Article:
The Machines have Been Overlooked, but Not Forgotten
by Rich Pearl
(Appeared in the June 1983 issue of "Electronic Games" Magazine)
Imagine that you have just entered a huge, cobwebbed vault. Stepping
into the semi-darkness, it takes a second for your eyes to adjust to
those gloomy surroundings. Once they have, however, the sight that
greets them is one to stir any arcader's blood: arcade videogames,
old and new, each covered by a coating of dust.
Reacting as if by instinct, you drop a quarter into a slot and the
entire room springs to whirring, clanging life. It looks as if
you're in for a long and pleasurable afternoon.
Wander about. The initial reaction is that this apparently forgotten
vault contains every game ever produced. Look closer, however, and
you begin to notice some totally unfamiliar titles. The dust is
thicker here, and when the old man who makes change in this strange
arcade-world is questioned about the mystery machines, he only smiles
You have discovered the "Almost" row, a special collection of
unsuccessful games deserving of a better fate. A few plays and
you're dumbfounded! How could such wonderful games possibly have
Let's dust these curious old coin-ops off and take a look at them.
Perhaps they hold within them some clue as to their curious lack of
Playing them, however, tells only the smallest part of this story.
Every year dozens of new coin-op machines go from the factory to the
arcade. Few ever enjoy the popularity of a Pac-Man; most are
marginal or partial successes. Each game was tested and evaluated
for its marketability before production began, yet no matter how much
advance testing was done, they all flopped. Some were truly
ingenous and novel in concept. Given another time or place to find
their audience, maybe they too could have stood with the likes of
Defender and Tempest.
Starfire, out of the Exidy line, was the first total environment
game. For this sit-down, the gamer got into an enclosed cabinet
which gave him the feeling of piloting his own rocket ship. This was
far-sighted thinking -- from one of the few American companies that
then designed its own games -- but as the prototype for others it was
ahead of its time and unable to find a market. Starfire was
perceived as something different.
Without any like games to compare against, it had to stand on its own
merits. No ready-made audience had stood waiting for a newer
version; Starfire was on its own, boldly traveling where no game had
ever gone before. Ground-breakers must create their own markets.
Perhaps this number never got the time to develop a following. A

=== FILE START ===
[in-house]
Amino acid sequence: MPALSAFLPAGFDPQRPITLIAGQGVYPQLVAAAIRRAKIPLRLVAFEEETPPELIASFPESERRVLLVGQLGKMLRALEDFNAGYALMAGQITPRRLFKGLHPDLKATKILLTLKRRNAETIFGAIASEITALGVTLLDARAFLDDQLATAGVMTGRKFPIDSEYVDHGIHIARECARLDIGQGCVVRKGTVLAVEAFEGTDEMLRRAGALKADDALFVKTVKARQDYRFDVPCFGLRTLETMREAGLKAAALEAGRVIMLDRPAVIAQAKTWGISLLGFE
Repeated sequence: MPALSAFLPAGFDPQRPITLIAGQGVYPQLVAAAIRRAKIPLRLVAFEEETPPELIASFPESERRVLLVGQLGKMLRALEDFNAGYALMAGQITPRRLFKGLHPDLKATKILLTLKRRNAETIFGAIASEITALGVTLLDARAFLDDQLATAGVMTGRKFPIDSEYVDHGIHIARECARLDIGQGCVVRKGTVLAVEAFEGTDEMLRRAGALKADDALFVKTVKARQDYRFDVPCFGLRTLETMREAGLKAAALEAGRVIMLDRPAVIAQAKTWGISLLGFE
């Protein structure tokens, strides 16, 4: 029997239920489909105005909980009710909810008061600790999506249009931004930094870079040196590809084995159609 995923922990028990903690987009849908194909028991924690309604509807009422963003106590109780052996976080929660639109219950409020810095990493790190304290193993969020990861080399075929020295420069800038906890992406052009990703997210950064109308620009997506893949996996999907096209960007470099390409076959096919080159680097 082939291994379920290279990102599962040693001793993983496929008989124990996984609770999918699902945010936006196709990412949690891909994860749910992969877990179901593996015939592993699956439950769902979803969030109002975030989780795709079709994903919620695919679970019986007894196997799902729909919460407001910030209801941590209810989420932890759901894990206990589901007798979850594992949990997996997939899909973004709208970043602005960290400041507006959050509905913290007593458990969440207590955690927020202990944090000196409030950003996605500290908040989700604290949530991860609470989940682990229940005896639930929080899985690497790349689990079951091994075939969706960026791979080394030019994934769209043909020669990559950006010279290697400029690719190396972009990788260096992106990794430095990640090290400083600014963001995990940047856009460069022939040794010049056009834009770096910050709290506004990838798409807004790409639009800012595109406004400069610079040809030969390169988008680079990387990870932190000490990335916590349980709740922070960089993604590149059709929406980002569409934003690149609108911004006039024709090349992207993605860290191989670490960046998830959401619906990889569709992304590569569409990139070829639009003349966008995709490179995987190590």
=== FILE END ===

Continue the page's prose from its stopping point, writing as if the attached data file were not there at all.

game must either make it fast or it's doomed.
"The bottom line on any game," says Lila Zinter, at Exidy, "is does
it make money? Total success is measured by what is in the cashbox.
It isn't easy for a small manufacturer to wait for a hit -- and there
are a lot of reasons a good game might fail. Timing is but one."
A game has to come out at just the right time. What's on the market
has a direct bearing on how a new title is viewed. Are there others
parallel in play? Will it have to share time with another? In a
saturated market, no matter how innovative the game, it's not going
to get the attention it needs.
The average life span of an arcade game is only four to six months.
This does not leave much time to be discovered. As Dave Nutting
says, "Players want to get up on a game right away. They like to see
their quarters go a long way." Some of the best classics took too
much time to master.
Robby Roto, designed for Midway by Nutting, has only a small cult
following hooked on it. Although initial testing was positive,
there were less than 2000 units sold. It never matched the success
of Atari's Dig Dug, out at approximately the same time.
Robby Roto is a character who digs under the round to find hostages
held by monsters, and buried treasures. He has to wend his way
through three mazes, each one increasingly more difficult. With the
help of a magic button that freezes his enemies and makes Robby
invisible -- we could all do with such help -- he scrambled and
burrowed his way into the hearts of only a few.
"Conceptually, Robby Roto was right on, claims Nutting. "You'd be
surprised at the fervent calls we get from those who play it. But
it was a very complex game and those that played it found themselves
on the defensive -- most were intimidated. Gamers like to be
Obviously, then, a good game not only captures the player's
attention, but also gives the gamer a measure of control over the
When Qix, by Taito, was initially released, it grabbed the gaming
world with its color and imaginative design. Almost immediately it
rose to the top of the charts. Everybody tried Qix, a game so
visually stimulating and equally challenging its future seemed as
unlimited as its patterns. So what is it doing in this end of the
"Qix was conceptually too mystifying for gamers," Keith Egging
admits. "It had a random mapping program that allowed for constan
alteration. It was impossible to master and once the novelty wore
off, the game faded."
A game can only be as sophisticated as its audience. Somewhere down
the aisle is Universal's Space Panic. This was not only the first
of the climbing games, it was also the first of the digging games.
That's quite a load for a player on a new game. No punning intended
when I say that the rungs were too high for the average gamer to
In playing this game, players move from level to level by the way of
the now popular ladder while pursued by apple-shaped aliens. When
you came in contact with them you died -- with three deaths to a
game. The object of the game was to catch the aliens by baiting them
into pits you'd dig, and then covered them before they escaped. This
was accomplished with the "digging" button. As you got to the higher